I Am In A Good Mood
I almost never write about the hard bits in our lifestyle while we live as expatriates in foreign countries.
It’s because firstly, this blog is where I have decided to keep predominantly a place for my positive thoughts. Secondly, I also don’t like to whine about all the stuff that make us feel frustrated and stressed out because we’ve had our share of good blessings and I feel it’s more appropriate to focus on the good stuff.
But recently a close friend said something to me that made me realise that perhaps it’s because I don’t talk about the rough bits of living overseas, especially in South Africa.. that everyone must think that we live as fancy expatriates in a bubble that’s a perfect class of its own as compared to the rest of the people in the country. Well, they couldn’t be more wrong.
Oh, we ARE in the South African system of life. Trust me. There is no way you can get away from it. Rich or poor. Expat or local. And life here is filled with hiccups. There is always something going wrong. EVERY SINGLE DAY.
You name it.. transport system, or the lack of it.. or the inefficiency of it.. water cut offs.. electricity cut offs.. traffic lights breaking down.. accidents.. food shortages.. toxicity in water.. crime and security incidents.. stolen items through the postal service.. missing luggage at the airport.. retarded internet connection after being promised and paying for supersonic speed.. or just simply ignorance or inefficiency across every point of customer service contact in this country.
It drove me crazy when we first moved here. I reacted as a typical Singaporean would – This is unacceptable!!
The weird part was discovering that when things go wrong in this country, people don’t scream.. jump.. shout.. threaten to sue.. threaten to complain.. threaten to have the staff fired.. or threaten to go to the press. Well, most people don’t. Most of them, if not all.. would do the African thing – which is shrug it off, maybe curse a little and then say “TIA”. Which is short for “This is Africa”. If you’ve watched the movie, Blood Diamonds (starring Leonardo Dicaprio), you would recognise this phrase.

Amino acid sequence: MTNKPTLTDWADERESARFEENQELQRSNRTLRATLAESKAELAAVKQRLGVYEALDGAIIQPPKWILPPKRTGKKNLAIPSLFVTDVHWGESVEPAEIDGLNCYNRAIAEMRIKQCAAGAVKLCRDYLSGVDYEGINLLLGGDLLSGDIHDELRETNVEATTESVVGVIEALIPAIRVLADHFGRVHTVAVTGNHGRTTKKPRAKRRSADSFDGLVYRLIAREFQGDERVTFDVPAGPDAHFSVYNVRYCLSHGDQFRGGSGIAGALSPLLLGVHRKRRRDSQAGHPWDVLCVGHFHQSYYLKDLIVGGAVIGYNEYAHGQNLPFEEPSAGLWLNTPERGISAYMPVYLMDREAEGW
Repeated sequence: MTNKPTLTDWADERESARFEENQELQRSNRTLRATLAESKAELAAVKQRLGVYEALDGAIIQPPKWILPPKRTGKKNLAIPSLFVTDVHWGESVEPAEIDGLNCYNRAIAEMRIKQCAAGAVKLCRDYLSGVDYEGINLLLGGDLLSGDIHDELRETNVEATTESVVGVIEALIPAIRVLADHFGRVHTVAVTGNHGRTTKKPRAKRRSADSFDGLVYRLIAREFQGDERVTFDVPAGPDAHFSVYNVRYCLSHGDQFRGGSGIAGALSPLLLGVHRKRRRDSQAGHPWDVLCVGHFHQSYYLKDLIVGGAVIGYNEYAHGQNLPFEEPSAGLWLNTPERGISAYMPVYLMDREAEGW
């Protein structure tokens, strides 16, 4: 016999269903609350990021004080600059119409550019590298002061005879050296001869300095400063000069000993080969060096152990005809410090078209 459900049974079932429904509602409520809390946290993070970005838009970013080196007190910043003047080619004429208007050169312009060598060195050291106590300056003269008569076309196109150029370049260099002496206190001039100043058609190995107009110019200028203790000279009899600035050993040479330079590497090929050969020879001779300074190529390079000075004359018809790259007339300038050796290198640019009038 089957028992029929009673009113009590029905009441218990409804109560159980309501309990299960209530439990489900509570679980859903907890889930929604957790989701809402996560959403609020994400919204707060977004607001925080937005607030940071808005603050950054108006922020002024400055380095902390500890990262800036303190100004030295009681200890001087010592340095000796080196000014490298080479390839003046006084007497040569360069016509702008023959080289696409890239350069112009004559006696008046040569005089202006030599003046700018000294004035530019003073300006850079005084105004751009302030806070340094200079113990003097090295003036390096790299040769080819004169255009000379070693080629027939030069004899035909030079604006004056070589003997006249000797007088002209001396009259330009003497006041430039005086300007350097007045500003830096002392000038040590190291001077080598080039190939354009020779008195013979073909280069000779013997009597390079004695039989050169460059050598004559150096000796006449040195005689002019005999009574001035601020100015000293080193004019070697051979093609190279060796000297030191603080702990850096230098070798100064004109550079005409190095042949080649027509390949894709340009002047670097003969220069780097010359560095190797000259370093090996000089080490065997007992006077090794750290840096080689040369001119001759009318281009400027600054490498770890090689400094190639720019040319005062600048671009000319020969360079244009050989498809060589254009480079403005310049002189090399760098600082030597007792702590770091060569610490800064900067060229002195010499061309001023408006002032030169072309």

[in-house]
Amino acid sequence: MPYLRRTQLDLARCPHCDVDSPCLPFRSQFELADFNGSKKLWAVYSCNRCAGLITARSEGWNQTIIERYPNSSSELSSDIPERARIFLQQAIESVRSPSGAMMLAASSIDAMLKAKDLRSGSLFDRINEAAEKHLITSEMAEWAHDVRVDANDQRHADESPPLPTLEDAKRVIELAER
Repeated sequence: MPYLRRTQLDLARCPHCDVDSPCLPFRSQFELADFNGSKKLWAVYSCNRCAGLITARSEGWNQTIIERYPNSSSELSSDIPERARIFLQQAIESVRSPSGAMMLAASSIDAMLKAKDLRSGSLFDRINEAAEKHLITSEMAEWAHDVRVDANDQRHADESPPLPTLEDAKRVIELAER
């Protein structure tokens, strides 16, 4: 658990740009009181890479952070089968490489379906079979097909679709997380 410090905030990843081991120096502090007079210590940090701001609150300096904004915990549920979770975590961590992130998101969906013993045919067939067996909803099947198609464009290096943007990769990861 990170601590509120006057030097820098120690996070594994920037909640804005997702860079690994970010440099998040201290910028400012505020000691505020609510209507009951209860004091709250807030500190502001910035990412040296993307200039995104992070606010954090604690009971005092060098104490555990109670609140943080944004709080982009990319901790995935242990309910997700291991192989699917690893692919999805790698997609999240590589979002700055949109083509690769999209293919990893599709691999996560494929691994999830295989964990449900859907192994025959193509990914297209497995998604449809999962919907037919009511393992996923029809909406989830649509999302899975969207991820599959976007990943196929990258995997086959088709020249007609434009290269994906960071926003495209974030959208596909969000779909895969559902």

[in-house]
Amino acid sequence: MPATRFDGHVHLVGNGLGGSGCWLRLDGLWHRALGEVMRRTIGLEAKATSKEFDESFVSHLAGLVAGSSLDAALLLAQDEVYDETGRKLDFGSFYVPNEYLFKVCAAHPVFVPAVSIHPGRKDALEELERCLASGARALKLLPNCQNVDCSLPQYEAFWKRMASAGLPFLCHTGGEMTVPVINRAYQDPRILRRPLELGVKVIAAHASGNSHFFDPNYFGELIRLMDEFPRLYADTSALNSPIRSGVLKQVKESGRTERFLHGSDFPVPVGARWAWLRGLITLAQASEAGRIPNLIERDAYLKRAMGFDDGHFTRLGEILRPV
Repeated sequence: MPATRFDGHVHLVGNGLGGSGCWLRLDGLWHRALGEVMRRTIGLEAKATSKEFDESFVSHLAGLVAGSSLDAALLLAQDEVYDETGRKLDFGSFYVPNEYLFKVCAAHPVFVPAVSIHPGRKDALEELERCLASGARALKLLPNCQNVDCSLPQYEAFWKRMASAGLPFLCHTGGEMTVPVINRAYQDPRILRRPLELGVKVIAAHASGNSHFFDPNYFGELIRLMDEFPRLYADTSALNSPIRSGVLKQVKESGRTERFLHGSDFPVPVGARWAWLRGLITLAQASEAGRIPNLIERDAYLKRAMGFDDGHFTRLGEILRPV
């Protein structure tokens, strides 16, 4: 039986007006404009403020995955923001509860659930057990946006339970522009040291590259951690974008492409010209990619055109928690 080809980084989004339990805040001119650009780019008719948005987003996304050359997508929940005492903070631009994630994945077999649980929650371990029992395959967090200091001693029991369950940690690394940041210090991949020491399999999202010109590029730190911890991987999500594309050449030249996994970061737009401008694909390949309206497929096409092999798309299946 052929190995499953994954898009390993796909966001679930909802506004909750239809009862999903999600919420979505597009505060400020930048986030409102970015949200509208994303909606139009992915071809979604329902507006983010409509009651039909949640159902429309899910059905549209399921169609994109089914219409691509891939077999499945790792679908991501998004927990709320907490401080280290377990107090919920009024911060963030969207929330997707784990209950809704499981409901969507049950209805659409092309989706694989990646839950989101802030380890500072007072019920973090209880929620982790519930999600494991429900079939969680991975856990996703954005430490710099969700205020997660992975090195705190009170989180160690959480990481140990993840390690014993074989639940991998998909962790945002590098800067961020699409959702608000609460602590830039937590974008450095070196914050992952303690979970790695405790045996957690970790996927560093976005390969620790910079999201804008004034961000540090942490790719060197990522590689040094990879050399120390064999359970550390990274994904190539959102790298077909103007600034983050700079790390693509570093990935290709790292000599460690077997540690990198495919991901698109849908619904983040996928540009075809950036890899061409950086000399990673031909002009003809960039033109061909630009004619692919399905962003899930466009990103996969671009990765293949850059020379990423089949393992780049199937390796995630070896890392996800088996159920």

It’s a behaviour I couldn’t understand as a Singaporean. We come from a place that does not accept anything short of excellent quality and standard. I couldn’t understand why people let inefficiency slide. Why they allow things to happen slowly. Why they allow water and power cuts to happen and simply stock their homes with giant 5-litre bottles of water and their own small power generators instead. I wondered why they didn’t choose to put their foot down and demand the progress and standard in life that would raise their country to a higher level in economic progress.
But now I’ve been here for a year. I know why. It’s because their way of life is the reason why South Africans are happy people. Why they always have a smile for everyone. Why they have the mood to say Hello, how are you? to everyone they see on the street. Why they are always in a good mood.
And this message I saw on the plastic bag of a shop says it all for the South Africans.
If there is one country that deserves the right to be angry, it’s South Africa. The shit they’ve gone through as a country and is still going through is crazy. The promises that have been made to the people that were not fulfilled. The hope they were led to have but were eventually left disappointed. But yet, the people are all about forgiveness and graciousness. Incidentally, while my own country was going mob-crazy over a technical glitch in the transportation system last Friday, South Africa was celebrating Reconciliation Day. A day to be grateful, to be gracious and to forgive.
I have utmost respect for this country. It may be technologically behind and not as economically strong as many other countries, but it has built a gracious nation.
If there is one thing I hope to learn from my time spent here, it would be to be as grateful and gracious, and to be always in a good mood.